The 1847-O Liberty Head quarter eagle is one of the most poorly struck issues from the New Orleans Mint. Coins of the date are almost always very softly struck in the central portions of the obverse and reverse. The 1847-O quarter eagle is only moderately scarce in the lower grades on up to About Uncirculated. In Mint State, however, the date is very rare and only occasionally offered for sale. There are a few varieties known for the issue, the most notable being those with a sharply recut date. Harry W. Bass Jr. was greatly interested in the issue, as he possessed at least 10 coins. NGC has graded only a single 1847-O quarter eagle as MS65 and that coin has not appeared at auction. The Smithsonian example is a modest About Uncirculated coin.
Graded NGC: 158 Total, Mint State 15, Finest MS62 (6)
A large number of the 1848-C Liberty Head quarter eagles were struck from bulged dies, and the quality of manufacture is quite poor. The coins are difficult to grade and almost appear to be damaged. The strike is particularly weak on the central portions of the obverse around the word LIBERTY. A small portion of the mintage was sharply struck, and these coins command a premium. The typical 1848-C quarter eagle grades Very Fine or Extremely Fine. Quite a few examples have been graded in various states of About Uncirculated, but true Mint State coins are very rare. The finest examples graded to date has been in MS-62 condition, one of which sold in October, 2015 for $12,925.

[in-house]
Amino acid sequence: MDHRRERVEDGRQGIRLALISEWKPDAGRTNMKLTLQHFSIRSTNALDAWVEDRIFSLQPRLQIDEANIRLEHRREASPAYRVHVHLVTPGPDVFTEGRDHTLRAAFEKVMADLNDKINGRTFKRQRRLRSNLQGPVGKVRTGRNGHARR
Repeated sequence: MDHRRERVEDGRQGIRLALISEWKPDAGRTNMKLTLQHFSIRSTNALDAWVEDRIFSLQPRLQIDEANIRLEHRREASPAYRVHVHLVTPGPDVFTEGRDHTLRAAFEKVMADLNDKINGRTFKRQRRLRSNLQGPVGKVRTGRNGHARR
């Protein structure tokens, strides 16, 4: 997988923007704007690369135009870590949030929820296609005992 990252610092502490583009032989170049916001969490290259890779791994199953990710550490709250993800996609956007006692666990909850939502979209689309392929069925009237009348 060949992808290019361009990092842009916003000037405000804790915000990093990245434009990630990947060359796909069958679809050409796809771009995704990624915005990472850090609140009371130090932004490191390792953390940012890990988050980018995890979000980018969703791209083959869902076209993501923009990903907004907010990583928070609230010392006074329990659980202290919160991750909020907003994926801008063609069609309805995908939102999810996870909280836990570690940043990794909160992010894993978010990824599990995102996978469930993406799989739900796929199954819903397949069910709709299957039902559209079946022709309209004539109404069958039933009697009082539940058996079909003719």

Graded NGC: 148 Total, Mint State 19, Finest MS63 (4)
The 1848-D Liberty Head quarter eagle is one of the more available coins of the denomination from the Dahlonega Mint. Examples of the issue can be found in grades of Extremely Fine and About Uncirculated with a bit of patience. A half-dozen or so coins are offered at auction each year. The 1848-D quarter eagle is usually found well struck, much sharper than many of the later issues from the mint. Die clashing is found quite often, primarily in the central portions of the obverse and reverse. Mint State examples of the date are rare, with MS-63 coins being the finest examples graded by NGC. The last NGC MS63 1848-D quarter eagle to appear at auction sold for $24,725 in June, 2002.
Graded NGC: 95 Total, Mint State 8, Finest MS65 (1)